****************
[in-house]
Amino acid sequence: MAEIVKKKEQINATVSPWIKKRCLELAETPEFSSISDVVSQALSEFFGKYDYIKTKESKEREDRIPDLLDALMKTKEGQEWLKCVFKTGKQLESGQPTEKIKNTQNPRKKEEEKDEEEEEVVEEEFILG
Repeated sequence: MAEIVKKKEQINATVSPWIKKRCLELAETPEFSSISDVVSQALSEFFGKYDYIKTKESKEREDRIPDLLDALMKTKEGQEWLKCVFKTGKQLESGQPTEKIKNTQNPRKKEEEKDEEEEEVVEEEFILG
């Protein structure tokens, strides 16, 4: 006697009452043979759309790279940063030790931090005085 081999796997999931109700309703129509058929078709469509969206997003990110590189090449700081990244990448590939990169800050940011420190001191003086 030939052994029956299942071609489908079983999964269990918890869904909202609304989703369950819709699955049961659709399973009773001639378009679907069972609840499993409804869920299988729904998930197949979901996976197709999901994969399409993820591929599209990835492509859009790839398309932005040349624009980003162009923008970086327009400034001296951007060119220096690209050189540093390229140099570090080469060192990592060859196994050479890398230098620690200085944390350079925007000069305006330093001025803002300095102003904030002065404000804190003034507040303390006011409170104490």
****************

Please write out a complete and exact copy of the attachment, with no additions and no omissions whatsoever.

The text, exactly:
[in-house]
Amino acid sequence: MAEIVKKKEQINATVSPWIKKRCLELAETPEFSSISDVVSQALSEFFGKYDYIKTKESKEREDRIPDLLDALMKTKEGQEWLKCVFKTGKQLESGQPTEKIKNTQNPRKKEEEKDEEEEEVVEEEFILG
Repeated sequence: MAEIVKKKEQINATVSPWIKKRCLELAETPEFSSISDVVSQALSEFFGKYDYIKTKESKEREDRIPDLLDALMKTKEGQEWLKCVFKTGKQLESGQPTEKIKNTQNPRKKEEEKDEEEEEVVEEEFILG
């Protein structure tokens, strides 16, 4: 006697009452043979759309790279940063030790931090005085 081999796997999931109700309703129509058929078709469509969206997003990110590189090449700081990244990448590939990169800050940011420190001191003086 030939052994029956299942071609489908079983999964269990918890869904909202609304989703369950819709699955049961659709399973009773001639378009679907069972609840499993409804869920299988729904998930197949979901996976197709999901994969399409993820591929599209990835492509859009790839398309932005040349624009980003162009923008970086327009400034001296951007060119220096690209050189540093390229140099570090080469060192990592060859196994050479890398230098620690200085944390350079925007000069305006330093001025803002300095102003904030002065404000804190003034507040303390006011409170104490």